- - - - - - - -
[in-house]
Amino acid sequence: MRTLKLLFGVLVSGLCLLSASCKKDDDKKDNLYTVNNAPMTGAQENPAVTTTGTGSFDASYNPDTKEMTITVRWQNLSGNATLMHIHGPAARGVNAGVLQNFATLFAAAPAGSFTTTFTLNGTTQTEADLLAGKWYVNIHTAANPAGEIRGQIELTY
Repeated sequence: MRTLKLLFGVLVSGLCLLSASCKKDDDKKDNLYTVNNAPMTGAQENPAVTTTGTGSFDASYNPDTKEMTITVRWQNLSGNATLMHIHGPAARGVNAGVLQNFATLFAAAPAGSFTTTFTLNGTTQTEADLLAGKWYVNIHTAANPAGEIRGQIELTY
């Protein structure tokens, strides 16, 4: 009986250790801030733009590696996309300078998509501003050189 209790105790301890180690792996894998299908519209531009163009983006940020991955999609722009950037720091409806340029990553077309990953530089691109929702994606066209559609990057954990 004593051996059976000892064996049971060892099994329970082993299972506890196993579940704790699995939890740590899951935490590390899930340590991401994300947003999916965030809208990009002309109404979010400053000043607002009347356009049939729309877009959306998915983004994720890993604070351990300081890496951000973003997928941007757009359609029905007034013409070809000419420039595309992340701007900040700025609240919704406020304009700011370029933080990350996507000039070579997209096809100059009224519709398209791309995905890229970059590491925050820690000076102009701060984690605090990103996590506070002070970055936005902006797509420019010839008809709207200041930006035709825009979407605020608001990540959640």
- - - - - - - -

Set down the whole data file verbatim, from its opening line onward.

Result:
[in-house]
Amino acid sequence: MRTLKLLFGVLVSGLCLLSASCKKDDDKKDNLYTVNNAPMTGAQENPAVTTTGTGSFDASYNPDTKEMTITVRWQNLSGNATLMHIHGPAARGVNAGVLQNFATLFAAAPAGSFTTTFTLNGTTQTEADLLAGKWYVNIHTAANPAGEIRGQIELTY
Repeated sequence: MRTLKLLFGVLVSGLCLLSASCKKDDDKKDNLYTVNNAPMTGAQENPAVTTTGTGSFDASYNPDTKEMTITVRWQNLSGNATLMHIHGPAARGVNAGVLQNFATLFAAAPAGSFTTTFTLNGTTQTEADLLAGKWYVNIHTAANPAGEIRGQIELTY
């Protein structure tokens, strides 16, 4: 009986250790801030733009590696996309300078998509501003050189 209790105790301890180690792996894998299908519209531009163009983006940020991955999609722009950037720091409806340029990553077309990953530089691109929702994606066209559609990057954990 004593051996059976000892064996049971060892099994329970082993299972506890196993579940704790699995939890740590899951935490590390899930340590991401994300947003999916965030809208990009002309109404979010400053000043607002009347356009049939729309877009959306998915983004994720890993604070351990300081890496951000973003997928941007757009359609029905007034013409070809000419420039595309992340701007900040700025609240919704406020304009700011370029933080990350996507000039070579997209096809100059009224519709398209791309995905890229970059590491925050820690000076102009701060984690605090990103996590506070002070970055936005902006797509420019010839008809709207200041930006035709825009979407605020608001990540959640």